How dare any of us make fun of a writer because their grammar isn't good, or spelling is horrid. I sure as hell am terrible at both. How dare any of us purposely say mean things calling it a critique. Oh wait, we put a disclaimer...because that helps lesson the hurt? No amount of "I don't mean to come across as rude or mean (yes you obviously do or you wouldn't say those things,)" will ever be the truth. If your critique is mean, then it's mean. Be CONSTRUCTIVE. Help the writer. Don't just list the bad things.

    Another thing, as I said before, none of us are published or agents or editors. The "majority" of us are teenagers, some adults, who just want to write. Who love to write. We should be kind to one another. We should be respectful. Don't make fun of someone because they might not be as good as you, or are Figs, or Wattpadders. We all started somewhere, we all grew at different paces.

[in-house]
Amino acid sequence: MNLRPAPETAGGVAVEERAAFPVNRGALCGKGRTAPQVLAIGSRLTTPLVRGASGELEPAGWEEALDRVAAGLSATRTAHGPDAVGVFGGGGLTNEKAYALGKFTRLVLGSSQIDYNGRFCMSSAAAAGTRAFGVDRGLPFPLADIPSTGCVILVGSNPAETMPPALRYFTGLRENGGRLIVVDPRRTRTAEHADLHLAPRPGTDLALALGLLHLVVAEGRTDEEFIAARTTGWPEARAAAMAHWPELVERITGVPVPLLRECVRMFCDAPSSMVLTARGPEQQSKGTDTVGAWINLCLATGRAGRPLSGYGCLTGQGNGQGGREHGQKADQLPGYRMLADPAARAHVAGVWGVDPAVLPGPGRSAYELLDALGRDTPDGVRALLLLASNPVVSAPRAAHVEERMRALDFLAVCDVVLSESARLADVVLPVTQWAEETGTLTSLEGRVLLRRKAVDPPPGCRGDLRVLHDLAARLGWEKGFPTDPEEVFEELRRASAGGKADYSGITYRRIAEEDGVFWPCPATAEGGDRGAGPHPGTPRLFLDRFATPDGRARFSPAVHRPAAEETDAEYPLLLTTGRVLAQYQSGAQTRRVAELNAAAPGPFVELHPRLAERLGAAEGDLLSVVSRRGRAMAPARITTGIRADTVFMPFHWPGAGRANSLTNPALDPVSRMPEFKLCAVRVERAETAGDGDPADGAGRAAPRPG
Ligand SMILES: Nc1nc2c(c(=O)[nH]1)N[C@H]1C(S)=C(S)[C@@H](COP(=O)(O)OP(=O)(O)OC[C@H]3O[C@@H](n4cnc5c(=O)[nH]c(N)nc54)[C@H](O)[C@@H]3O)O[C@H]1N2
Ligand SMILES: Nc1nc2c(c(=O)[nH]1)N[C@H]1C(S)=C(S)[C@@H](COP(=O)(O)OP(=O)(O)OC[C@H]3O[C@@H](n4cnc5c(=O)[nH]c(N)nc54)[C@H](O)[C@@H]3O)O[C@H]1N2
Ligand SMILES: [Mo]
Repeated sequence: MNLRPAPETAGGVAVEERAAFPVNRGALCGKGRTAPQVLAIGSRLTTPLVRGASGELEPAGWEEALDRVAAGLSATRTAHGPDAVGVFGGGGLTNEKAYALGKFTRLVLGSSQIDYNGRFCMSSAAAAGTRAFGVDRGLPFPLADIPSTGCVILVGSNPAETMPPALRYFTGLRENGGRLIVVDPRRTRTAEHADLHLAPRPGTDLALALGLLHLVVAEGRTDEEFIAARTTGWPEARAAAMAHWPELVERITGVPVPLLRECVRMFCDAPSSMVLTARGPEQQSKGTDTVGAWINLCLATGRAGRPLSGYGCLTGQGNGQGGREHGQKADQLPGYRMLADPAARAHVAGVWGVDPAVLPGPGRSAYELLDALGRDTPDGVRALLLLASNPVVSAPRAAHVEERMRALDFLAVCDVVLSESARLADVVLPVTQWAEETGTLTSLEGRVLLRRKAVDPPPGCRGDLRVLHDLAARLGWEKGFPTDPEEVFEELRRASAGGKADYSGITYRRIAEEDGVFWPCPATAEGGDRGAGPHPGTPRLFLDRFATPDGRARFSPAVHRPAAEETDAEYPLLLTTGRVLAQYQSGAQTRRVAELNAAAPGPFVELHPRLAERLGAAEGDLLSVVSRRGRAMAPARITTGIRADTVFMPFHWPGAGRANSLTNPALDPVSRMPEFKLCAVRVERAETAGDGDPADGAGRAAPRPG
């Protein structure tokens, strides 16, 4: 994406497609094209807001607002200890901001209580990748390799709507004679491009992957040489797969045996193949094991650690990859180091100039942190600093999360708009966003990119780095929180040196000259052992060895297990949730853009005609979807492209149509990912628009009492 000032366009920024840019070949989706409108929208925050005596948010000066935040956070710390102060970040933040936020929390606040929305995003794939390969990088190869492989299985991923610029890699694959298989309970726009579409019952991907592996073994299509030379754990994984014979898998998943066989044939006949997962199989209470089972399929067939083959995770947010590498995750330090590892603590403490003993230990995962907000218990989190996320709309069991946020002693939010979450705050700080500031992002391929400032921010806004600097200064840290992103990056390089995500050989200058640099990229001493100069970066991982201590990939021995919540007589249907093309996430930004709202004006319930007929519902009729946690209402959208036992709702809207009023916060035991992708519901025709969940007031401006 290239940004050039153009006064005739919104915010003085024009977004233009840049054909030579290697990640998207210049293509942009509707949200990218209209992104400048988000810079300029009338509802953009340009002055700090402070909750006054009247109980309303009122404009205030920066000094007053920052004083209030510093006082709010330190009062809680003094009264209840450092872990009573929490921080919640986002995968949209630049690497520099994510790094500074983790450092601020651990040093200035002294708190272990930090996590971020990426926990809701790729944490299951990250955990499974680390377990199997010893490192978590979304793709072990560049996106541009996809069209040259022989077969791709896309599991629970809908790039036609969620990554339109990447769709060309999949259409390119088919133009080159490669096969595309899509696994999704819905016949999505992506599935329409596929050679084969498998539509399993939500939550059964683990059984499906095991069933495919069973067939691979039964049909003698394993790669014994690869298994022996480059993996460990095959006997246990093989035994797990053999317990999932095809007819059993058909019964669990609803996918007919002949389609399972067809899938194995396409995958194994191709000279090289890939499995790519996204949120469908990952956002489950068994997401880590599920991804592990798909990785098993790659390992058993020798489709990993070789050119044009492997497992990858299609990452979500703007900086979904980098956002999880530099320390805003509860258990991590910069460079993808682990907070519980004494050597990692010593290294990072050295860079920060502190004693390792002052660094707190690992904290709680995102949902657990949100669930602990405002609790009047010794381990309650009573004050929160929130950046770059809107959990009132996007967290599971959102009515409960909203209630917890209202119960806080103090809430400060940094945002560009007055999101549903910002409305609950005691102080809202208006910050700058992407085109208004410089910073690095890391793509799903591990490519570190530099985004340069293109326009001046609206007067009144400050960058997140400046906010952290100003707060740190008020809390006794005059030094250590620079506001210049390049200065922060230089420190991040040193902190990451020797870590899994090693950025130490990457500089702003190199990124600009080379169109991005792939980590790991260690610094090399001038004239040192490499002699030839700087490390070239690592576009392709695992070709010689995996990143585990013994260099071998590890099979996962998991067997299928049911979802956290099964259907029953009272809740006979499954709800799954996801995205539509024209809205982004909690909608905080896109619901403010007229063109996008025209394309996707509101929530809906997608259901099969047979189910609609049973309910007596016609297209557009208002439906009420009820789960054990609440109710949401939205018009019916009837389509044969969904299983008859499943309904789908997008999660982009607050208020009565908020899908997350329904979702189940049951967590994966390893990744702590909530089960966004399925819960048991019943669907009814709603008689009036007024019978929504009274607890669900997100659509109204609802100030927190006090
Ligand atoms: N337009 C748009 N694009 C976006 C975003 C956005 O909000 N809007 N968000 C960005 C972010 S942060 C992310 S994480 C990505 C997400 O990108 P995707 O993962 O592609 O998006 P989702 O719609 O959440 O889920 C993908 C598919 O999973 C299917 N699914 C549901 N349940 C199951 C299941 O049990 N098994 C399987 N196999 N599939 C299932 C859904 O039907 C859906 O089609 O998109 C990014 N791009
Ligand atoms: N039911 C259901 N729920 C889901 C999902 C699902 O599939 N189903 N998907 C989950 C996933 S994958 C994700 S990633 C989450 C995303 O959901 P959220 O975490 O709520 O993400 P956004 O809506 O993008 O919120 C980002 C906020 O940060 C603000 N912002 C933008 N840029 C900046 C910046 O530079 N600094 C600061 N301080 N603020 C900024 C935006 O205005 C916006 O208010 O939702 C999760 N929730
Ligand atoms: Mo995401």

Thanks to my awesome friends for their advice! 

So do you have any of your own advice? What kinds of things do you look for when you critique? Do you hate one liners or comments where all people do is praise your story and then beg you to read theirs? 



  1. Your'e right, receiving those comments were almost worse than not receiving any at all-- you never know if someone actually read your stuff, and then if they have, they didn't have a real opinion about it? I'm a member of Fictionpress, where my stories were fairly popular and won contests occasionally, and Inkpop (when it used to exist.) I found that I got mainly praise on Fictionpress, although it was clear people were reading and I had a solid reader base, which was nice. On Inkpop, I'd do swaps and find betas on the forums, where I'd get real in-depth critiques, especially from people in those critique groups. I've gotten some of my best help from readers on Inkpop. Anyway, thanks for this post!

    1. You're quite right, just saying that you love a story doesn't show that you actually read it. In my opinion, if you truely love a story so much, you should at least be able to gush about it for several sentences!

      And I agree too. I've gotten my best critiques and readers from Inkpop. I'd rather have real in-depth feedback with only a few readers rather then a ton of readers but little to no feedback. :/